The Etiquette of Spills and Fuck Ups, for Grown Ups


I spilled my coffee just behind the word “smoothie” on the front window.

Last week I spilled a large cup of coffee at my local coffee shop.

The place is called Urban Grounds. It’s in Avondale Georgia, just outside of Atlanta. What you’ll find if you go, are a handful of long couches and a few big tables that will easily fit four noisy heating and air conditioning contractors or high end landscape designers. (They seem to love the place.)

There are also smaller tables near the windows that look out on Avondale Avenue. That’s where I sit, providing some other outcast type hasn’t gotten there first. If you’re alone and anti-social, those two tables are Boardwalk and Park Place.

The day I spilled my coffee I had my iPad and my Samsung Galaxy Mega Phablet. I had about an hour to kill, and I had given myself the challenge of creating a website for my wife. There would be SE’s Optomized and SM’s Marketed. It was going to be a thing of beauty.

Then I knocked over my coffee.

It was full. I had only barely sipped it. But as I picked up my iPad, its dented aluminum edge caught on the plastic lip of the cup. It tilted in slow motion as I shouted, “Shiiiiiittttttt….”

There were small, presumably, innocent children there, sipping on hot chocolate and sounding out words. In the back was a table full of nuns, planning a clothing drive for destitute puppies. And there I was shouting out one of the primary curse words as my coffee tilted further and further out of reach.

This wasn’t one of those near misses, when you catch it just before the explosion. I could have caught the coffee but I would have had to throw my iPad to the linoleum floor. That wasn’t going to happen. My iPad has been through enough.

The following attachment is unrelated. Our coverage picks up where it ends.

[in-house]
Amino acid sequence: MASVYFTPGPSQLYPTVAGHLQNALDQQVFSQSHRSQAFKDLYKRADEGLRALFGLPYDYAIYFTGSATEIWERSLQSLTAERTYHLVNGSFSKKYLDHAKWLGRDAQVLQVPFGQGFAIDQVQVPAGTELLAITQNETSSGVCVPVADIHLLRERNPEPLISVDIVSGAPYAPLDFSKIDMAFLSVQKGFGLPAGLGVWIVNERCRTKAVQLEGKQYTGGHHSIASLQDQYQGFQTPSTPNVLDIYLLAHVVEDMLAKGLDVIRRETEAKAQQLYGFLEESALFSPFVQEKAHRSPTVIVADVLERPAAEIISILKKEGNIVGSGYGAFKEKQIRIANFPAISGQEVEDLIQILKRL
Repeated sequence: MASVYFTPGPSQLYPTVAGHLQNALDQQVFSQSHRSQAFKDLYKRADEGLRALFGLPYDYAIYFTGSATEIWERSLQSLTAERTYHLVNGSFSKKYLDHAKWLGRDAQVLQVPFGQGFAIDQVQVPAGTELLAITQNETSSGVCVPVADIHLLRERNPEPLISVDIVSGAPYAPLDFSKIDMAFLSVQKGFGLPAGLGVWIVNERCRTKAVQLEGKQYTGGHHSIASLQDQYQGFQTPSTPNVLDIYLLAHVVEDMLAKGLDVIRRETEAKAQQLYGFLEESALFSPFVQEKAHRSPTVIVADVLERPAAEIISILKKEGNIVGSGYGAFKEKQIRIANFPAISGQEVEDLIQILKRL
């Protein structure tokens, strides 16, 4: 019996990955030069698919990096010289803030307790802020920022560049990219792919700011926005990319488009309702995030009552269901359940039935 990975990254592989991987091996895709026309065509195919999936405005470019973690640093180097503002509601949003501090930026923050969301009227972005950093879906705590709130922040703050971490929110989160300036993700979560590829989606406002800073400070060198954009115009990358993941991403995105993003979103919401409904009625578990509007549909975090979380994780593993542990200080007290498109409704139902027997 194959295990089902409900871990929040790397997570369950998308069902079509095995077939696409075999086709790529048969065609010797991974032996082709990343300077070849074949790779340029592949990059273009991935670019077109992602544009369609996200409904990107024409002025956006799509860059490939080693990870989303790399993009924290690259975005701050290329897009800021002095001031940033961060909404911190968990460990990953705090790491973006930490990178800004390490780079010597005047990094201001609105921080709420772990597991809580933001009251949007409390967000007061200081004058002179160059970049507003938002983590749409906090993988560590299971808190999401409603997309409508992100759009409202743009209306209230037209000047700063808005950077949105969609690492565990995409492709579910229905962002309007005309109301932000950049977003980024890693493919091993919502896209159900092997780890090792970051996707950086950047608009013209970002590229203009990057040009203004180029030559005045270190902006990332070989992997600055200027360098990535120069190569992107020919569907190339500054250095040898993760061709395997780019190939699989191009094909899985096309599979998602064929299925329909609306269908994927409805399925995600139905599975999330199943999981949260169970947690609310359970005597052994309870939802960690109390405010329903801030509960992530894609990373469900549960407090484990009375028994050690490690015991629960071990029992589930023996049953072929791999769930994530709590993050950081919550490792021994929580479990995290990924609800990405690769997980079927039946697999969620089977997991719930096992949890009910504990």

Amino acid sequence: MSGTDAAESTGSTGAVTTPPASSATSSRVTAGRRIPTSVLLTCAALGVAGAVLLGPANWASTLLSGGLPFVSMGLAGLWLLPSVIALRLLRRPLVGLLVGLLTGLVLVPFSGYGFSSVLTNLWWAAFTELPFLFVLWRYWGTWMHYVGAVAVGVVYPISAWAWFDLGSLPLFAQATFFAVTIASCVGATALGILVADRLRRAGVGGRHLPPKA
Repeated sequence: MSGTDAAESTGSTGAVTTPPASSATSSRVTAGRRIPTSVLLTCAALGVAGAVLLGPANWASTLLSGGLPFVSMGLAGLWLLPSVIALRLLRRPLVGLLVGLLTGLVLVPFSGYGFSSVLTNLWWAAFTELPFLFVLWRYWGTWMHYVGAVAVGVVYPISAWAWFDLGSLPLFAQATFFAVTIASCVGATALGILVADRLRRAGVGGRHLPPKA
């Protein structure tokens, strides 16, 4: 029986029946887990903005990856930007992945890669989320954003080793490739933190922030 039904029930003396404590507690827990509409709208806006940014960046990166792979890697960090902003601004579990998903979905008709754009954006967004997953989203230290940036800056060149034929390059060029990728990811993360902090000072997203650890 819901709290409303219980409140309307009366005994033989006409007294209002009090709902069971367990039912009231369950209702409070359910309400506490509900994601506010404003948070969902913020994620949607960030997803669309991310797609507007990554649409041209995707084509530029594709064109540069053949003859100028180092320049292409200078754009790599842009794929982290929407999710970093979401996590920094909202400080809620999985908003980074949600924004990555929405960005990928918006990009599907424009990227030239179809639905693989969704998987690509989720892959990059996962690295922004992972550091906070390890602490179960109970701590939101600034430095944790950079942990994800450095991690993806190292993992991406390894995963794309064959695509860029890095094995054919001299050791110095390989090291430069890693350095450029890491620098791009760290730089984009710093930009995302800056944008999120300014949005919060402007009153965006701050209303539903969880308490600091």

Afterwards, my table looked as if a murder had taken place, and the victim had coffee coursing through his or her veins. It was everywhere.

I didn’t know if I should apologize for the coffee or for the curse word. I pride myself on being a quiet customer. Like a $2 ninja, I like to get in, do my work and get out. I say hi, but I don’t tend to get deep. Especially not at Urban Grounds.

You know how most baristas are kind of hipster-strange or emo? Well, Urban Grounds is old school. They have one dude who does folk music and two thin quiet blond girls, but the two women that I see the most are hearty and stern. Think of elementary school vice principals on their off days. They are both pleasent and welcoming, but I don’t think they suffer fools easily.

I can’t count how many times I said I was sorry. I said sorry as one lady came to my table with a mop. It wasn’t a cool apology, but one of those “sorry’s” that you say when sorry doesn’t even begin to explain how sorry you actually are. In that way, the word sorry is one of the worst words in the english language. It’s been hijacked by insencere people who say it when they really mean, “Stop being mad at me.” Remorse is old school, like dungarees and TV knobs.

As a result, I was desperate to express just how sorry I really was. So I said, “Sorry, sorry, sorry, sorry,” and then I walked to the counter where the other barista would refill my cup, leaving a sorry trail of “sorry”s behind me.

It went past that point of diminishing returns. It stopped being about her and her mop and the minutes that she would never get back again, because she had to clean up behind my sorry, clumsy ass. It became about me and my awkward embarassment. I was looking for them to tell me something that might make me feel better – less clumsy and more human – which is way beyond their job discription. They are neither my mama nor my therapist.

I’m still not exactly sure how to handle those things. I’m pretty sure I did it wrong, though. Maybe there is some middle ground between falling to my knees and pleading for forgiveness and shouting, “Sucks to be you!” while I walk out the door.  In a perfect world, I would have slipped a $20 tip into their jar and given them both coupons to Outback Steakhouse for their troubles. This isn’t that world. All I could afford to give were condolescenses. Does Hallmark make a card for that?

The lady with the mop already had to deal with my mess. I think she grew tired of trying to deal with my emotion too. She shrugged and said, “It is what it is…” which is exactly what it was. It wasn’t exactly a zen moment, but it is as close as one is likely to get with a mop in her hand.

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